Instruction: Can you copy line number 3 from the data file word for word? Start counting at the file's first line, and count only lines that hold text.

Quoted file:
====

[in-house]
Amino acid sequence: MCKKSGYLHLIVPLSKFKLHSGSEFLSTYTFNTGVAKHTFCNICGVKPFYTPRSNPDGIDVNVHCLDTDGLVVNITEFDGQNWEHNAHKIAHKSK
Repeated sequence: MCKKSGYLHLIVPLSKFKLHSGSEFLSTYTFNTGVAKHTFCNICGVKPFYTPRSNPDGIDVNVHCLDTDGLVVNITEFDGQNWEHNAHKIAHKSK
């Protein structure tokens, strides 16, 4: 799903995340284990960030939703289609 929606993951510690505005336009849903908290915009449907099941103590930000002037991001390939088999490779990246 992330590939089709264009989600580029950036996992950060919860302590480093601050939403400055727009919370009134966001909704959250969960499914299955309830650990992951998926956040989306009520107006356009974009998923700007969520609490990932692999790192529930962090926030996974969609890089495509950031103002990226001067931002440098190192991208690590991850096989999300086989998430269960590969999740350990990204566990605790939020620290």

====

Repeated sequence: MCKKSGYLHLIVPLSKFKLHSGSEFLSTYTFNTGVAKHTFCNICGVKPFYTPRSNPDGIDVNVHCLDTDGLVVNITEFDGQNWEHNAHKIAHKSK